Kingsview CIO Scott Martin discusses Fed support, inflation, and whether the market is toppy. He also talks about temporary weakness in pockets of stock and what that means for long-term investors.
Program: Making Money with Charles Payne
Station: Fox Business News
CHARLES PAYNE: I want to bring it two market watchers with us, Uma Pattarkine. I’m close. I got an eighty five percent. The next one I’m on. And by the way, it took me like seven times to get Scott Martin right, too. So don’t feel bad. Let’s pick up on this conversation. It does feel like the market the stock market is entering this post COVID 19 world. And if that’s the case, how does that inform how we invest, how our portfolios humor should look?
UMA PATTARKINE: Great to be back, Charles, and yes, you know, as we talk to our institutional clients around the world, that’s what we’re really focused on today, right? Not what happened in the last two years, but where we see things going in the next five to 10 years. And so we’re really focused on some of these big thematics that we see really moving the way that demand patterns are coming through. And so one of those things that we’re focused on, for example, is e-commerce, right? We’ve all gotten used to expecting that shipping order in front of our doors in two hours, right? So that’s why Amazon has kind of trained us to do. And so that means that retailers are really trying to get their supply chains built out so they can meet those demands. And that means a ton of demand coming through for industrial real estate. So those are the types of thematics that we’re really looking to in the future.
SCOTT MARTIN: Yeah, I agree. I think our time horizon, though, just given all the uncertainty out there, at least as far as how we’re managing money is a little shorter just because we can be a little more certain, maybe about the short term, I think. But I’ll tell you, I mean, look at look at Fed Chairman Powell’s testimony yesterday, Charles. I mean, they’ve had an extraordinary amount of support to this market. That’s been one reason I think amongst many why the market’s been able to hang in here so well. And now they’re just starting to step back a little bit from, say, all that liquidity purposes that they’ve provided the market. So just be a tapering. I mean, when it was pushed to talk for him to talk about raising rates next year, talking about inflation, he was still using the word transitory, in fact debating how the word transitory should almost be used in the dictionary. The reality is, the Fed still wants to be here. This the Fed wants to be ever present. They know the market needs them. And I don’t think the Fed’s going to raise rates for the foreseeable future as long as inflation, which is still going up, by the way, but at a decreasing rate. And that’s important to note as the Fed continues on their mandate.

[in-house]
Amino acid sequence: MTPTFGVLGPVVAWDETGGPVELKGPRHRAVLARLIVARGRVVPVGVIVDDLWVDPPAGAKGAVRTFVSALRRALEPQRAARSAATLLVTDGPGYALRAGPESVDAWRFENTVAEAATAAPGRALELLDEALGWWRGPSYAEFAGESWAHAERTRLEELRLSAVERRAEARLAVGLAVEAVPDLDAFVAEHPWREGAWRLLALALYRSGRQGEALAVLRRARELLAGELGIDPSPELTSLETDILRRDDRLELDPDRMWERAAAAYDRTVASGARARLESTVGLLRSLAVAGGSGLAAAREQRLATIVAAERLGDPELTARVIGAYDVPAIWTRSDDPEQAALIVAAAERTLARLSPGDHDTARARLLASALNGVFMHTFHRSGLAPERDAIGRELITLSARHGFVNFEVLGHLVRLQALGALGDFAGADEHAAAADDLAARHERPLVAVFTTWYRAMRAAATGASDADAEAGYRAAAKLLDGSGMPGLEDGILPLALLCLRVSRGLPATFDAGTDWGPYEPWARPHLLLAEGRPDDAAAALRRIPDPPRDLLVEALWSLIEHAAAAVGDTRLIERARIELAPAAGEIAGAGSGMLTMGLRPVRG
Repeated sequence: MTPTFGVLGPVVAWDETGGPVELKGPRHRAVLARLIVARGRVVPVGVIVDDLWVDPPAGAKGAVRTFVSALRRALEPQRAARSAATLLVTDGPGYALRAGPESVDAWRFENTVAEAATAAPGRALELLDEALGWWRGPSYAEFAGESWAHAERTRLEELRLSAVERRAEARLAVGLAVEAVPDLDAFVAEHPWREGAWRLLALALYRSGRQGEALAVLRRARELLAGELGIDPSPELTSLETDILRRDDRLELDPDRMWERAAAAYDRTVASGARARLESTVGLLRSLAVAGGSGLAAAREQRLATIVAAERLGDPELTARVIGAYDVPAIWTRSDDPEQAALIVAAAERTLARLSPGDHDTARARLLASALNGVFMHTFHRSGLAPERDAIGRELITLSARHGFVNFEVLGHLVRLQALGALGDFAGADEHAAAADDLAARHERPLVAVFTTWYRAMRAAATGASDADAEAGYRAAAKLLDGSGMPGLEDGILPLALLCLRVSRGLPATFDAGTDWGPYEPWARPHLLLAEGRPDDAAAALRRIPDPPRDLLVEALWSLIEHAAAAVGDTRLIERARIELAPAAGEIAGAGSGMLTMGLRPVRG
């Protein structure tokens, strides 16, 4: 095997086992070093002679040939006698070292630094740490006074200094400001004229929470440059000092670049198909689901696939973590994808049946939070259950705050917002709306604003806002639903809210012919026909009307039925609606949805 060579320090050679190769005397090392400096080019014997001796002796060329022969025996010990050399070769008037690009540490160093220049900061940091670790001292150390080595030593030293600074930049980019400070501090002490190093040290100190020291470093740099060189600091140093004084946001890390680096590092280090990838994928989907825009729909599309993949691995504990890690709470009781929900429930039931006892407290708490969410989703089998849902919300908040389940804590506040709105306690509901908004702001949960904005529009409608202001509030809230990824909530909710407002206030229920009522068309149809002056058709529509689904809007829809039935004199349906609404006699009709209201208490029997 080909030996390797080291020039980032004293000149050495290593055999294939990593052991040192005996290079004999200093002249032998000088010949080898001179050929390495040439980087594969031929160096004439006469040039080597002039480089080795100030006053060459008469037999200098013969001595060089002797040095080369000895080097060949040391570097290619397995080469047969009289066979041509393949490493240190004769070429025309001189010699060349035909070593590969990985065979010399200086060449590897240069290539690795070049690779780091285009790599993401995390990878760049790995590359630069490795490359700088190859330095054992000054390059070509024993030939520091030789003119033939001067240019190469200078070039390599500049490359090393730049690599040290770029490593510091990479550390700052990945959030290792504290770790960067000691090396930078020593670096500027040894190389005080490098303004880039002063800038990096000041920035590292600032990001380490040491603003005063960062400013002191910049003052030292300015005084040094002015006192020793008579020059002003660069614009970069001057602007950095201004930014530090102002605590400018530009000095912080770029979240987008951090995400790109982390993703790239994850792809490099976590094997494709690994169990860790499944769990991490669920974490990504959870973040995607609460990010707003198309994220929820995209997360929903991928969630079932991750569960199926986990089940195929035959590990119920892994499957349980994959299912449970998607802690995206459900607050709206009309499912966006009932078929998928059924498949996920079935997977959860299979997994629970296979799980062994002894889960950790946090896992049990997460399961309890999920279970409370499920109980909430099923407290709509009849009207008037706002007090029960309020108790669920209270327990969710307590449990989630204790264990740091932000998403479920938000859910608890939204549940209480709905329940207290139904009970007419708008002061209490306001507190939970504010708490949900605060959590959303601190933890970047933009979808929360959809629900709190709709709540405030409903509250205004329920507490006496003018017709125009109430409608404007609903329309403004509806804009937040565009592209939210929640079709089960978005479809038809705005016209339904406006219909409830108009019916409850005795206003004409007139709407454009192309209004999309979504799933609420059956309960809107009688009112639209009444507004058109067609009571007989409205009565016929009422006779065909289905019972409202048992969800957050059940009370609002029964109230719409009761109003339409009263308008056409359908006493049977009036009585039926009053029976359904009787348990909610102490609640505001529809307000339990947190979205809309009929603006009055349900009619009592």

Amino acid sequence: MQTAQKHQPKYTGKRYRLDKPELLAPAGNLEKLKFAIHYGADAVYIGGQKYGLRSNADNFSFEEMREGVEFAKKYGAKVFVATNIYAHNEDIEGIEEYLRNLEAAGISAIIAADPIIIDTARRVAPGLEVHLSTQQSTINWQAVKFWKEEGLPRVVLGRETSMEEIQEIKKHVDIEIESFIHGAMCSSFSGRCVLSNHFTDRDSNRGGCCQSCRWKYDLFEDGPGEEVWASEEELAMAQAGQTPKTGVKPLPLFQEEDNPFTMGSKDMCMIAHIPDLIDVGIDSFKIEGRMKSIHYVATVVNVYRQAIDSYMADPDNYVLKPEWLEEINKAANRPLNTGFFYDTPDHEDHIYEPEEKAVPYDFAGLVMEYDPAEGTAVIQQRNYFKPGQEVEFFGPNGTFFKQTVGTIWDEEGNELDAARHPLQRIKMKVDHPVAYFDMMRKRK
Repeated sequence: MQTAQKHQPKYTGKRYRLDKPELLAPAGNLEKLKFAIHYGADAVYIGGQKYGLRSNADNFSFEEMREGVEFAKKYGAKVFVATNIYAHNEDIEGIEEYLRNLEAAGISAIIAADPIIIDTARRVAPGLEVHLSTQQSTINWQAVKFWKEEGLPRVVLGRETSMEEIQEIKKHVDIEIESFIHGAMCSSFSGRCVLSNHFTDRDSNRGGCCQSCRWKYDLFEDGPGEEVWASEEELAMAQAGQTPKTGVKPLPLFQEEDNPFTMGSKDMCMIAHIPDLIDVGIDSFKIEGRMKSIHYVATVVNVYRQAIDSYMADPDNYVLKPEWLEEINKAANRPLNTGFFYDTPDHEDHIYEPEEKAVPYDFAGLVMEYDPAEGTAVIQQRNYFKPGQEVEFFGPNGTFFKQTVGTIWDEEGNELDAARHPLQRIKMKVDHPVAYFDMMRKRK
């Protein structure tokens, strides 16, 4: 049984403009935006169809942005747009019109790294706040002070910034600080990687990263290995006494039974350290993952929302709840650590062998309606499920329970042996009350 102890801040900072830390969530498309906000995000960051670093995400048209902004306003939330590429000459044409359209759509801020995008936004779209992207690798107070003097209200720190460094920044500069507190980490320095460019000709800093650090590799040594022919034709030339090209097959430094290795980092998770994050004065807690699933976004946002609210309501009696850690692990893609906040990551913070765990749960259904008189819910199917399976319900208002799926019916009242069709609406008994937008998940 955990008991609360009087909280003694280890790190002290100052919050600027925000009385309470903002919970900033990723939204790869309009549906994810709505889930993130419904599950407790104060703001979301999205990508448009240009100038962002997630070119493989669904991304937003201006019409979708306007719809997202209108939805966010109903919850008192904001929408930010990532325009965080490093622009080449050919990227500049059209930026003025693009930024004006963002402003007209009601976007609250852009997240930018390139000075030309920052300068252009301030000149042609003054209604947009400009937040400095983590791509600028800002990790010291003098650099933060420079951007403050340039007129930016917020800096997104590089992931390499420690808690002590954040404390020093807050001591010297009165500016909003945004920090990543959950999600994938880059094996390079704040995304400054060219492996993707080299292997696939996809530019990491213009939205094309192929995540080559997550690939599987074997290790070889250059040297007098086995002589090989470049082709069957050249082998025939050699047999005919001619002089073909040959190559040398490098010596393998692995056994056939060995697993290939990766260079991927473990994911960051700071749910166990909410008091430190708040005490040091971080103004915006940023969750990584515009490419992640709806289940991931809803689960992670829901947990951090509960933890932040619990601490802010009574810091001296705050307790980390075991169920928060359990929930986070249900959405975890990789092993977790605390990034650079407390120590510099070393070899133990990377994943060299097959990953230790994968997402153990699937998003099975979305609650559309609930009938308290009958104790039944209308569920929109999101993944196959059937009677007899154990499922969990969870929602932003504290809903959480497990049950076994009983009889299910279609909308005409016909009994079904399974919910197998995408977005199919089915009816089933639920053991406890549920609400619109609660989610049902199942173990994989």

PAYNE: So, you know, yesterday, of course, we covered the FOMC meeting. What was really interesting. I wanted the audience to take a look at this. The heatmap, the S&P heatmap. You can see a lot of red on that screen, right as the FOMC decision was being made. But then at the close, it was almost all green. So explain this to me. Stocks are going up. Bond yields are going down. You know, that doesn’t speak to an aggressive fed that doesn’t speak to a lot of rate hikes next year. So, so what’s happening here?
PATTARKINE: Exactly what you sent, Charles, right, so the crux of that message from the Fed was like Scott was mentioning, there’s still going to be here, accommodative policies here to stay. Right. And so what that means is that your kind of economy is on good footing, but we still have a lot of support. And those rates really aren’t looking to be increased in this near future. And we’re hearing that same type of commentary from central banks around the world, right? So we’re seeing those rate expectations get a little bit reset. And so what that means for investors really is two things, right? So first is that we need to find yield and income somewhere else, not fixed income. And then the second is something that we spoke about. Charles and Scott touched on it and that inflation is here, right? And so investors really need to be focusing on hedging against inflation and making sure that they’re finding some yield somewhere else. And we’re seeing real estate as a great place to do that.
PAYNE: Lots of signs. And you don’t have to be a real market expert, right? It even be a casual observer that maybe the market’s getting a little toppy. You know, some experts look at things like our relative strength that right there is flashing a signal, maybe an impending pullback. Of course, there’s a fear and greed index now at eighty eight. Obviously, some would say that’s too optimistic. Scott, do you buy this notion that the market, first of all, that it’s toppy and if it is stopping, you know, do you make changes in your portfolio? Do you say so what? Sometimes it’s got to go down.
SCOTT MARTIN: It does, and you take that as a long term investor to add to positions if you have the free cash. It’s toppy, Charles and broad based markets, but there’s areas, pockets of stocks, let’s say, that are falling back on earnings reports or other news that you have to pick up because they’re weak temporarily. And just adding to some of the indicators you mentioned. I mean, look at stochastic, look at Max D histogram. I mean, that said, if I look at VIX two, there’s not a lot of fear out there. And these are times that worry us a little bit if you’re trying to market time, because I believe that these are levels that will get some pullback in, and that’s when you got to come in with some of that free cash.
PAYNE: All right. Irma Peterkin and Scott Martin, thank you both very much.